Over the past year, the medical device industry has faced an onslaught from disruptive startups, an onerous U.S. regulatory environment and increased pricing pressure from abroad. While all industries face some scandalous activities from time-to-time, the unique nature of the medical device market makes it vulnerable to pricing kickbacks, regulatory schemes and the theft of patient data. In this report, QMed explores the top 10 scandals of the past year.
The lowly IV bag has a tremendous value for patients admitted to hospitals and are widely used to deliver medications and replenish lost fluids. IV therapy, however, can be billed at a exceptionally high rate in hospitals across the United States, despite its simplicity. A piece by The New York Times points out that patients can be billed “100 to 200 times the manufacturer’s price [to produce them], not counting separate charges for ‘IV administration.’” In some bills, the paper costs, IV therapy charges can results in bills in which patients pay nearly 1,000 times the cost of producing the bags.
Before a product is sold, the real cost of a medical device disappears into the realm of confidential rebates, byzantine contracts and fees that obscure real prices. In other industries, some of these costs could be considered illegal kickbacks. Hospitals themselves don’t negotiate prices. Instead, many healthcare facilities rely on giant distributors and group-purchasing organizations.
The U.S. Department of Justice is conducting an investigation on an alleged spinal implant kickback scheme. Under the alleged scheme, Dr. Aria Sabit, a spinal surgeon, operated a physician-owned distributorship (POD).
PODs give surgeons the ability to profit from the use of certain medical devices. In many cases, the identifies of physician owners aren’t publicly disclosed. Reliance Medical Systems, a company formed by Bret Berry and Adam Pike, manufactured spinal implants and distributed them through 11 sister PODs.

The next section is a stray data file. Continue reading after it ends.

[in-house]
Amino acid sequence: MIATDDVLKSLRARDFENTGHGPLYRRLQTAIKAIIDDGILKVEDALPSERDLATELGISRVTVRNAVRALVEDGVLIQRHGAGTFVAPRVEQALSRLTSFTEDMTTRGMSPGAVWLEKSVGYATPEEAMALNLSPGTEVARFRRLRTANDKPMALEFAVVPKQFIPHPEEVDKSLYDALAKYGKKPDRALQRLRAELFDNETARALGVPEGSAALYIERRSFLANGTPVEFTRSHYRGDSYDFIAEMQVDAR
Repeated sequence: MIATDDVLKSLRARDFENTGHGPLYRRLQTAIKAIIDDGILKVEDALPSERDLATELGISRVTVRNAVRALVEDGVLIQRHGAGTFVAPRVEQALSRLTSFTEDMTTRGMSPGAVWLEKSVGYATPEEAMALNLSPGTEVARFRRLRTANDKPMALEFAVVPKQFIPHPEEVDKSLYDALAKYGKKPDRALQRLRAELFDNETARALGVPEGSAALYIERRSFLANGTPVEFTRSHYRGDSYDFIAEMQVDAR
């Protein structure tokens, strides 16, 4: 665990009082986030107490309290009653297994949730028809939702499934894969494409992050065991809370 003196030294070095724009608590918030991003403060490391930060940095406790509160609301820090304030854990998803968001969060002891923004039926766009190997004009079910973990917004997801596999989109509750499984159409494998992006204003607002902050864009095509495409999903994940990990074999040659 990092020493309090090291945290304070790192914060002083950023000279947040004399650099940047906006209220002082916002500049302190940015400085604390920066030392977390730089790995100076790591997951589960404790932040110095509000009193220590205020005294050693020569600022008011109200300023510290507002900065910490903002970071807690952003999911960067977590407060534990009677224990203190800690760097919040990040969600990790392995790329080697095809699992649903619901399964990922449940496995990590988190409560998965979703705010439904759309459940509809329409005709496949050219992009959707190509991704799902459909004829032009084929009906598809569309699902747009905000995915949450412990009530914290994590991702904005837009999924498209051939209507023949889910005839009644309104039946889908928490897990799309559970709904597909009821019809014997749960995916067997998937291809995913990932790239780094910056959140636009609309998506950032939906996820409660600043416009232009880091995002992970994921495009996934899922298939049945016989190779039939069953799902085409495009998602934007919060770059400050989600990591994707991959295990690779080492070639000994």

Under the Californian anti-kickback statute, paying doctors to induce patient referrals is illegal. The practice is also banned under federal law if patients are covered by government healthcare programs like Medicare or Medicaid.
Dr. Mark Midei is a cardiologist based in Maryland. Dr. Midei is alleged of pursuing an excessive number of stenting procedures to maximize his income. In the lawsuit, 21 former patients allege that they were left with a number of complications related to the procedures.
In 2009, Dr. Midei was pushed out of St. Joseph in a forced resignation. In 2011, his medical license was revoked. While Dr. Midei received pay based on his performance, his lawyer states that he only performed procedures in an effort to improve the health of his patients.
Earlier this year, Myriad Genetics lost its exclusive patents on BRCA1 and BRCA2, two genes that are correlated with an increased risk of breast cancer. While Myriad enjoyed a short-term monopoly on these two tests, SCOTUS didn’t agree with the concept of a company patenting parts of the human genome. After devalidating the company’s patents, a number of competitors jumped in with tests of their owns. After that happened, things got nasty. In particular, Quest Diagnostics faced the ire of Myriad after it released lower-cost BRCA1/2 tests of its own.
Following Quest Diagnostics’ announcement of a new low-cost BRCA breast cancer test, Myriad Genetics is fighting back. In remarks shared with the press, Myriad didn’t rule out a potential lawsuit.
For Quest, a potential lawsuit against its latest diagnostic was expected. Prior to the launch of its BRCAvantage diagnostic, Quest filed a lawsuit in a United States District Court, seeking a ruling that would affirm its latest test was not in violation of any Myriad patents surrounding BRCA1 and BRCA2 genetic mutations. In remarks shared with the press, Myriad spokesperson Ronald Rogers stated, “Once we are served with the complaint, we will read it and consider our options.”
With both companies battling over the world of BRCA, more lawsuits are likely in the future.
On October 1, the Affordable Care Act saw the introduction of state-level health insurance exchanges. In an effort to prevent their introduction, Ted Cruz (R-TX) launched a 21 hour oral argument against Obamacare. In his stand, he talked about Star Wars, the children’s books "Green Eggs and Ham" and "The Little Engine That Could." Less than 30 minutes into his speech, he began to compare his critics to Nazis.
Despite harsh rhetoric, Obamacare survived unphased for the time being. However, that doesn’t mean that it hasn’t been the subject of some harsh rhetoric in recent months. With talk of death panels, creepy anti-Obamacare ads and more, many who oppose the Affordable Care Act have pursued extreme methods to turn citizens against the law.